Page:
- Gendered facets of music education/training: Studies such as those carried out by Born (Music Technology, Gender, and Class: Digitization, Educational and Social Change in Britain, 2015) on music and technology have provided important thick descriptions of the dynamics guiding music education programs especially in light of recent changes within education such as the rise of neoliberalism and the propensity to support new technologies within the classroom. Here we welcome presentations which query the role of education for facilitating or inscribing particular gendered patterns.
Paper presentations will be twenty minutes in length with ten minutes for questions.
Invited Keynote Speakers
For our conference, we welcome two keynote speakers: Marion Leonard (University of Liverpool) from the United Kingdom and Ann Werner (Södertörn University) from Sweden.
Marion Leonard is senior lecturer in the Department of Music at the University of Liverpool where she is also a member of the Institute of Popular Music. She is author of Gender in the Music Industry (Ashgate 2007) which drew on in-depth interviews with women rock musicians to explore how they negotiated gendered cultures within their working lives. Her recent work in this area has looked beyond musicians to consider how gender structures the experiences of women working in other areas of employment in the music industries. She has published numerous articles and chapters in the field of popular music studies and is co-editor of The Beat Goes On: Liverpool, Popular Music and the Changing City (Liverpool University Press 2010) and Sites of Popular Music Heritage (Routledge 2014).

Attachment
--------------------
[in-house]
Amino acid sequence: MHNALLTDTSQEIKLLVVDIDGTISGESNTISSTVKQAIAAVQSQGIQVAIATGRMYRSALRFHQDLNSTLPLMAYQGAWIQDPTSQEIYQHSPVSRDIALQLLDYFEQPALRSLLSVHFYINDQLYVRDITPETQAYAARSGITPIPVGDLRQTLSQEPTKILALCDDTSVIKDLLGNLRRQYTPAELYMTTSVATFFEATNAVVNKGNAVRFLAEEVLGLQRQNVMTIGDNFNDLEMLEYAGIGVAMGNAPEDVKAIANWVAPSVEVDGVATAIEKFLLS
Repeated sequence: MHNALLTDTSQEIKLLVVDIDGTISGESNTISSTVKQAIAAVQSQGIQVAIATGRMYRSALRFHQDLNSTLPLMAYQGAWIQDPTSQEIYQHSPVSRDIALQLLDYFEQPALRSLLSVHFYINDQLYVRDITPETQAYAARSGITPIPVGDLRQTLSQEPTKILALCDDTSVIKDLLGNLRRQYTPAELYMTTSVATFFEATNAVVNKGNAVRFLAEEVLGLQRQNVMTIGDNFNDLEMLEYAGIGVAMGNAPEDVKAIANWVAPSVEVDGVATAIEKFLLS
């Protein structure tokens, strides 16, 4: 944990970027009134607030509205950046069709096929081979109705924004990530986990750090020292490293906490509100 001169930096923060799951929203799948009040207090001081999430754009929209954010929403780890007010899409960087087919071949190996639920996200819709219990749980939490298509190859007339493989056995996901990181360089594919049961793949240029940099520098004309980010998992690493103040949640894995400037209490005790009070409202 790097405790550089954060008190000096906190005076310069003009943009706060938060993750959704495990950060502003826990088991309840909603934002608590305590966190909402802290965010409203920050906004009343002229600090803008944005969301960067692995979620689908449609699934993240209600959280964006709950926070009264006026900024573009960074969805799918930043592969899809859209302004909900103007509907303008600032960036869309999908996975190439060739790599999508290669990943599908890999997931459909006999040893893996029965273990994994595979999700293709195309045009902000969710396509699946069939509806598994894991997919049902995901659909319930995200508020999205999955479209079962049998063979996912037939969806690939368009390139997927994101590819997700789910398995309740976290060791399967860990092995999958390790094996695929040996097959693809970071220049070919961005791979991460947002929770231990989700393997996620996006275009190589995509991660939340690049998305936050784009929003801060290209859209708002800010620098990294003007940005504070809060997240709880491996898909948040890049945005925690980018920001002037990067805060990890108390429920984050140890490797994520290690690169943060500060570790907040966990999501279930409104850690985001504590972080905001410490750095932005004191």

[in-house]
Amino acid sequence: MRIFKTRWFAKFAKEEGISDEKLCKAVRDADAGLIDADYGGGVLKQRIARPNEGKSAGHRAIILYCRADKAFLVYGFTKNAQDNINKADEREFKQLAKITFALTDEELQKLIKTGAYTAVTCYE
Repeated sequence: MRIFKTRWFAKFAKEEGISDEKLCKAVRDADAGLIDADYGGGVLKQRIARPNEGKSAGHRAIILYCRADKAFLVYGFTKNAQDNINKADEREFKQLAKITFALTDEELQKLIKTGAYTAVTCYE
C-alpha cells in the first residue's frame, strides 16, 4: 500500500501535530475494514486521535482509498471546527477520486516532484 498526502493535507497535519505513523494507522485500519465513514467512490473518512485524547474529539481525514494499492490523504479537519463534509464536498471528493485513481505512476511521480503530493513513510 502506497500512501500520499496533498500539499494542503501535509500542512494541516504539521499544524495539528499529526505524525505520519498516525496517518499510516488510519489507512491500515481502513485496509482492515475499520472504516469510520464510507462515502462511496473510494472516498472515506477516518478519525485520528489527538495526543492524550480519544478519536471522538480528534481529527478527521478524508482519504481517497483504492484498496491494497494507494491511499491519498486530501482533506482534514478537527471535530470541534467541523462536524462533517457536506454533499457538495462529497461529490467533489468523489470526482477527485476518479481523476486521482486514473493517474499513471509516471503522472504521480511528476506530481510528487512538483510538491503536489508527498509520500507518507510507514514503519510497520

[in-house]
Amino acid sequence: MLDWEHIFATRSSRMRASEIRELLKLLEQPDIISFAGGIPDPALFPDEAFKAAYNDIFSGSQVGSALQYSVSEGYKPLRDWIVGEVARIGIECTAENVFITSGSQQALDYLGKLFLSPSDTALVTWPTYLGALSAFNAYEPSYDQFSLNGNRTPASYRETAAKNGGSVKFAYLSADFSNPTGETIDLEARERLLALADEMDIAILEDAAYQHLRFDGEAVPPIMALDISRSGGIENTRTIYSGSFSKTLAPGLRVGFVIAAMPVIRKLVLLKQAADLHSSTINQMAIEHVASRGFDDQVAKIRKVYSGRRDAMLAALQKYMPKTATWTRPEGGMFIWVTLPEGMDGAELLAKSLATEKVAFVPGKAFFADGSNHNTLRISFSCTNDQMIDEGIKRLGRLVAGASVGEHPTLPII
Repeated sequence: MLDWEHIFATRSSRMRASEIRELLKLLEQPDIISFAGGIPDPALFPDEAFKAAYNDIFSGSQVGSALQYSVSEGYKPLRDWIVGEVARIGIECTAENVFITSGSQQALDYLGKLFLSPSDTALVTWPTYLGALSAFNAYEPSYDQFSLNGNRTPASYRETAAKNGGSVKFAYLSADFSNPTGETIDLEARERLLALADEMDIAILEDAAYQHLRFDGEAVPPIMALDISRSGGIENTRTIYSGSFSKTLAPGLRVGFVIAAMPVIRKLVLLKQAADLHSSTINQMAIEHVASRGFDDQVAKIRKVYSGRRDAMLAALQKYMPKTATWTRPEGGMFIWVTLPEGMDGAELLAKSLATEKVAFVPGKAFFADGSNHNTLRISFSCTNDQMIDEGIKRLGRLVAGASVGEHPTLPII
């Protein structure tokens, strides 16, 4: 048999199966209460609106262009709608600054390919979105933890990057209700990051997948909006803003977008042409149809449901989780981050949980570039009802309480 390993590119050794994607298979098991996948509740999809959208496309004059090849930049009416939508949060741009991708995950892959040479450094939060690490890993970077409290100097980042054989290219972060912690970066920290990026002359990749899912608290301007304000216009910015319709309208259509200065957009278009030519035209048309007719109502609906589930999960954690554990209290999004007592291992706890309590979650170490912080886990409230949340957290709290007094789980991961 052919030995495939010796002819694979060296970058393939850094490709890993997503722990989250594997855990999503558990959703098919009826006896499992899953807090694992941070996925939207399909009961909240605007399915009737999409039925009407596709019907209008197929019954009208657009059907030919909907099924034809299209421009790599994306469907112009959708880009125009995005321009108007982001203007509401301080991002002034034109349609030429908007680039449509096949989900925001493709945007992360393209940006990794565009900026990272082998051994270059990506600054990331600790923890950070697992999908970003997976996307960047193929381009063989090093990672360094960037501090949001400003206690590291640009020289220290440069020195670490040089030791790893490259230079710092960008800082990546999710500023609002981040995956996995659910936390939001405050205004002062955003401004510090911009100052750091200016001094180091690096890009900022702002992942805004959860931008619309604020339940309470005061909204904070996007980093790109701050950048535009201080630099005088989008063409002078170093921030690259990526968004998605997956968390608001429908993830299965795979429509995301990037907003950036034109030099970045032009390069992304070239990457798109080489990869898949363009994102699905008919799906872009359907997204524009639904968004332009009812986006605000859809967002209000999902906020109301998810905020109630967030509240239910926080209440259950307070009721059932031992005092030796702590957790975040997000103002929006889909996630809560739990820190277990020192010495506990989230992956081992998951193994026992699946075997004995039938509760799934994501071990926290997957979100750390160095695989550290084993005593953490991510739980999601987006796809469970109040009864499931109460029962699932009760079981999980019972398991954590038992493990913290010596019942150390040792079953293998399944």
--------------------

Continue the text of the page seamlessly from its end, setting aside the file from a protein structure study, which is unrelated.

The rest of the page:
Keynote: Cranking up the Volume: Working on Gender in the Music Industries
Recent activities of UK music industry organisations such as PRS Foundation and UK Music have called attention to continuing inequalities in the music industry. These bodies are working alongside grassroots, practitioner initiated activism to enable change. The need for change continues to be highlighted in ways including the lack of women in music leadership positions and gender pay gap statistics. This paper will reflect on how gender discrimination continues to persist in the workplace and why it might be particularly pronounced in the music sector. It will focus in on women working ‘behind the scenes’ in roles outside of music performance. Drawing on interviews it will discuss the experiences of women working in areas of the industry which have traditionally been sex segregated and where the majority of people taking up certain jobs have been men. It will examine how women negotiate gendered work environments within the contemporary music industries and consider the extent to which we are seeing changes in work cultures.
Ann Werner’s PhD in the field of cultural studies examined teenage girls’ uses of popular
music while attending the institutions Linköping University in Sweden and Western Sydney